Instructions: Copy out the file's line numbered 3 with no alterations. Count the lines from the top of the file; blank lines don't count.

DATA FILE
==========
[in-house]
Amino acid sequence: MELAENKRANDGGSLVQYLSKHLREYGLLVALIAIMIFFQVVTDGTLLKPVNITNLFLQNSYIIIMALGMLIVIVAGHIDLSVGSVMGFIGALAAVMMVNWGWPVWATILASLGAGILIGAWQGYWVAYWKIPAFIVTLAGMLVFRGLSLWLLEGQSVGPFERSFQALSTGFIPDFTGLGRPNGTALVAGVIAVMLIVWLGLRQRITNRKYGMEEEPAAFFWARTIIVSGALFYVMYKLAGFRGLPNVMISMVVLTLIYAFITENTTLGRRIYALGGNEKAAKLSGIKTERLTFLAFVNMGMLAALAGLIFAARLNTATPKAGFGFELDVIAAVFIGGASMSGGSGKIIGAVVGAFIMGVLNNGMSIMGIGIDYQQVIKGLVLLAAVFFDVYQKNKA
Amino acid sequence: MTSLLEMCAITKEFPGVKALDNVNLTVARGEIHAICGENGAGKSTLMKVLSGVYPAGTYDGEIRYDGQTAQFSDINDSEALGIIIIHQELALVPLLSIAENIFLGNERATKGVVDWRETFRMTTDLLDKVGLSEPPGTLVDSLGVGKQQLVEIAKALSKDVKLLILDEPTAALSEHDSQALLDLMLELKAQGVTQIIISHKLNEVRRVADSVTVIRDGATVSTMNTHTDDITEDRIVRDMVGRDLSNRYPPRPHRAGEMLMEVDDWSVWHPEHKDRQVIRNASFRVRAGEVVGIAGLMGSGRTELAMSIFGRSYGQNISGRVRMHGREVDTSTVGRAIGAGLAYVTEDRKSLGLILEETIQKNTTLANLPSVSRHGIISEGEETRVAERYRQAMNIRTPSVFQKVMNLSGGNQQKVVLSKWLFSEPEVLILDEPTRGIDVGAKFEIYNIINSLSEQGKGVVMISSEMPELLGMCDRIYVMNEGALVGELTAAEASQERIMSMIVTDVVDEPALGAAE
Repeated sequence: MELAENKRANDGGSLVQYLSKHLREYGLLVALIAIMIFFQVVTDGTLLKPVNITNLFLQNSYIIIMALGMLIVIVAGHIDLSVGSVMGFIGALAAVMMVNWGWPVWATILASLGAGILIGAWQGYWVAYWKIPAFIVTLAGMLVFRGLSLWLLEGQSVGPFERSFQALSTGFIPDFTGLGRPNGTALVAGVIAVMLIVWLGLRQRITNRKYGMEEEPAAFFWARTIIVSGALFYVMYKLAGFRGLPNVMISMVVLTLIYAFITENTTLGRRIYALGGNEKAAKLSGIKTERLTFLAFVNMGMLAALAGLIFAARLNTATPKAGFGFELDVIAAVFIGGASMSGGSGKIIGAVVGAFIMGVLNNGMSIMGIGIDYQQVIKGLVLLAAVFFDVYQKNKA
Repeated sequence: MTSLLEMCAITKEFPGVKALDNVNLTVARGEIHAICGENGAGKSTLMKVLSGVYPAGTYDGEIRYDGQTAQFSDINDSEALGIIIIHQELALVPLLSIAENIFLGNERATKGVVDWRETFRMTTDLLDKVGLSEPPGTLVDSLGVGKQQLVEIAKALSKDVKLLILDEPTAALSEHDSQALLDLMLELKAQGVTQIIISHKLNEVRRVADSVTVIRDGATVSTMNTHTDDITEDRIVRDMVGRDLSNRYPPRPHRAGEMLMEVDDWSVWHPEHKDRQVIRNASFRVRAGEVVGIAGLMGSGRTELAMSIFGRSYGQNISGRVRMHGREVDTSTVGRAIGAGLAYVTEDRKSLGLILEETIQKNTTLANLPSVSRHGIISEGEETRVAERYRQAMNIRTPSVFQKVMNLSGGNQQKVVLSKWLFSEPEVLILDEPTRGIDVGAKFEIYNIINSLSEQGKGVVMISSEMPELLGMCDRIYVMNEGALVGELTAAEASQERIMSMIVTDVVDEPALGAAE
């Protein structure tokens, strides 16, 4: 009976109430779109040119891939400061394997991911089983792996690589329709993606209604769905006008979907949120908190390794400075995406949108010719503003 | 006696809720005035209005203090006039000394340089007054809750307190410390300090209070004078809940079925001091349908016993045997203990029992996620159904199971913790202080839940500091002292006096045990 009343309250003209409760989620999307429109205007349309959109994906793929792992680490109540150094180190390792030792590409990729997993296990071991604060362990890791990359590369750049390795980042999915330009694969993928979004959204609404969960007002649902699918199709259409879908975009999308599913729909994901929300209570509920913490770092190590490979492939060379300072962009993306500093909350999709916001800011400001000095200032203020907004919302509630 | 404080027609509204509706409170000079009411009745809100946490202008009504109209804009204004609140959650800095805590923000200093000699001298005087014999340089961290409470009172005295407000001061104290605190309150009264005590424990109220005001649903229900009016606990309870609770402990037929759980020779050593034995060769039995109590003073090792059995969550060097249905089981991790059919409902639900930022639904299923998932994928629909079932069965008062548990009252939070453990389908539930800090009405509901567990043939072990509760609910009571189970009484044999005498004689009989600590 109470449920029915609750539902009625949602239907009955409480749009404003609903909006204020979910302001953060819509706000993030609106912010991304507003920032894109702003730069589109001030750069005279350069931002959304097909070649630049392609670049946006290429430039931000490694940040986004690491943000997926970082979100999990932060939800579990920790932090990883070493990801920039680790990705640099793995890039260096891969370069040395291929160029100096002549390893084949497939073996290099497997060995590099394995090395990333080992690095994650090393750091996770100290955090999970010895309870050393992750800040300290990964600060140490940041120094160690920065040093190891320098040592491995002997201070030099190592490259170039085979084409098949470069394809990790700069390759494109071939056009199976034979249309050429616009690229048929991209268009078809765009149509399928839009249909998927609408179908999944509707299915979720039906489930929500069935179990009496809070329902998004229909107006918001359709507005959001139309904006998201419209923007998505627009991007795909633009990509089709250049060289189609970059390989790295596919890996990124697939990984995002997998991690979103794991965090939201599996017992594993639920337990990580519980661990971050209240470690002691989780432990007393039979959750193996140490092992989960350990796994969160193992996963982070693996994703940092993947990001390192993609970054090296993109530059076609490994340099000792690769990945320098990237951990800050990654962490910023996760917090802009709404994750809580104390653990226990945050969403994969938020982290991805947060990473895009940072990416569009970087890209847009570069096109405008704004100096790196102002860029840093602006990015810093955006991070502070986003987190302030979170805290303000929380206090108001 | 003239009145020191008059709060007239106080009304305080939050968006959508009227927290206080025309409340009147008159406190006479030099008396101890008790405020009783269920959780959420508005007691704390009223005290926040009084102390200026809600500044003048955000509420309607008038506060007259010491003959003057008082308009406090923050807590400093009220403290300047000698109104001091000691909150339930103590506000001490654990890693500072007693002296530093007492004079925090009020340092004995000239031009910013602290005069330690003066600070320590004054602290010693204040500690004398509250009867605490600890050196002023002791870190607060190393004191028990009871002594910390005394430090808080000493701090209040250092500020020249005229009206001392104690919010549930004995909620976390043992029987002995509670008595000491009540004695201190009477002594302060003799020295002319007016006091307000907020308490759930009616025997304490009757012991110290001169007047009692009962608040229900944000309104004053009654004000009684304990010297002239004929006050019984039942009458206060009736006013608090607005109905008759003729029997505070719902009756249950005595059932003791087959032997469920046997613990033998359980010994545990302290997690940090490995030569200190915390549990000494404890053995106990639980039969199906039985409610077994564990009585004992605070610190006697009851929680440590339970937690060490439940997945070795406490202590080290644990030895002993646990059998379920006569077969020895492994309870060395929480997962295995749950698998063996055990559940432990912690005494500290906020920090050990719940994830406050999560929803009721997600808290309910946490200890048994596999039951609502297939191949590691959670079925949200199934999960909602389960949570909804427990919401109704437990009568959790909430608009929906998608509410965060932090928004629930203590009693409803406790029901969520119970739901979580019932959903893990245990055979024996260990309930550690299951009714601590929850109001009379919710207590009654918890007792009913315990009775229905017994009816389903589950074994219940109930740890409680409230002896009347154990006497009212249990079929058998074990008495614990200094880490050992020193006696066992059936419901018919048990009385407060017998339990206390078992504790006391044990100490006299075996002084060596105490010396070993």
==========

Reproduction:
Amino acid sequence: MTSLLEMCAITKEFPGVKALDNVNLTVARGEIHAICGENGAGKSTLMKVLSGVYPAGTYDGEIRYDGQTAQFSDINDSEALGIIIIHQELALVPLLSIAENIFLGNERATKGVVDWRETFRMTTDLLDKVGLSEPPGTLVDSLGVGKQQLVEIAKALSKDVKLLILDEPTAALSEHDSQALLDLMLELKAQGVTQIIISHKLNEVRRVADSVTVIRDGATVSTMNTHTDDITEDRIVRDMVGRDLSNRYPPRPHRAGEMLMEVDDWSVWHPEHKDRQVIRNASFRVRAGEVVGIAGLMGSGRTELAMSIFGRSYGQNISGRVRMHGREVDTSTVGRAIGAGLAYVTEDRKSLGLILEETIQKNTTLANLPSVSRHGIISEGEETRVAERYRQAMNIRTPSVFQKVMNLSGGNQQKVVLSKWLFSEPEVLILDEPTRGIDVGAKFEIYNIINSLSEQGKGVVMISSEMPELLGMCDRIYVMNEGALVGELTAAEASQERIMSMIVTDVVDEPALGAAE